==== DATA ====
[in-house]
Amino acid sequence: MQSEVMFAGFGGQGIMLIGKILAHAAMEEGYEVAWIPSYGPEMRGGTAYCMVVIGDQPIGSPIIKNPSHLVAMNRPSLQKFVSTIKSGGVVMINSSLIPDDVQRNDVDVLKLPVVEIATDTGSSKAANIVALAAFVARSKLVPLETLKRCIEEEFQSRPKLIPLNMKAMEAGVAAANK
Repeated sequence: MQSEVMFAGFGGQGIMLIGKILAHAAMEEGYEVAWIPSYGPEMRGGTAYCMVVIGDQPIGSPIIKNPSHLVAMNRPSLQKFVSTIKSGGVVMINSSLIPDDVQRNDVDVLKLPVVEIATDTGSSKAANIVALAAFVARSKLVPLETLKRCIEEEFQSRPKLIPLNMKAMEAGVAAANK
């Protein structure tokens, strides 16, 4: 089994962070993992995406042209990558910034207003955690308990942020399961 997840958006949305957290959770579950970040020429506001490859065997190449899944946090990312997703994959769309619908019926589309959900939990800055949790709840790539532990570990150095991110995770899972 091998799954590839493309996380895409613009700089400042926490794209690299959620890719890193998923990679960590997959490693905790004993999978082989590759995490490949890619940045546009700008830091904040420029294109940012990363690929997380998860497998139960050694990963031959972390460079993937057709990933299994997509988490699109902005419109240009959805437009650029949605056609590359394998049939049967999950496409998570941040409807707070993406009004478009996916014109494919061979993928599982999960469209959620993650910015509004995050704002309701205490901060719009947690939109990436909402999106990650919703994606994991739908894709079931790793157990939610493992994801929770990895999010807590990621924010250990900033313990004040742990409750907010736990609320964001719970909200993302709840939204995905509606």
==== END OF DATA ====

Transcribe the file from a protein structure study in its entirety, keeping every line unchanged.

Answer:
[in-house]
Amino acid sequence: MQSEVMFAGFGGQGIMLIGKILAHAAMEEGYEVAWIPSYGPEMRGGTAYCMVVIGDQPIGSPIIKNPSHLVAMNRPSLQKFVSTIKSGGVVMINSSLIPDDVQRNDVDVLKLPVVEIATDTGSSKAANIVALAAFVARSKLVPLETLKRCIEEEFQSRPKLIPLNMKAMEAGVAAANK
Repeated sequence: MQSEVMFAGFGGQGIMLIGKILAHAAMEEGYEVAWIPSYGPEMRGGTAYCMVVIGDQPIGSPIIKNPSHLVAMNRPSLQKFVSTIKSGGVVMINSSLIPDDVQRNDVDVLKLPVVEIATDTGSSKAANIVALAAFVARSKLVPLETLKRCIEEEFQSRPKLIPLNMKAMEAGVAAANK
């Protein structure tokens, strides 16, 4: 089994962070993992995406042209990558910034207003955690308990942020399961 997840958006949305957290959770579950970040020429506001490859065997190449899944946090990312997703994959769309619908019926589309959900939990800055949790709840790539532990570990150095991110995770899972 091998799954590839493309996380895409613009700089400042926490794209690299959620890719890193998923990679960590997959490693905790004993999978082989590759995490490949890619940045546009700008830091904040420029294109940012990363690929997380998860497998139960050694990963031959972390460079993937057709990933299994997509988490699109902005419109240009959805437009650029949605056609590359394998049939049967999950496409998570941040409807707070993406009004478009996916014109494919061979993928599982999960469209959620993650910015509004995050704002309701205490901060719009947690939109990436909402999106990650919703994606994991739908894709079931790793157990939610493992994801929770990895999010807590990621924010250990900033313990004040742990409750907010736990609320964001719970909200993302709840939204995905509606």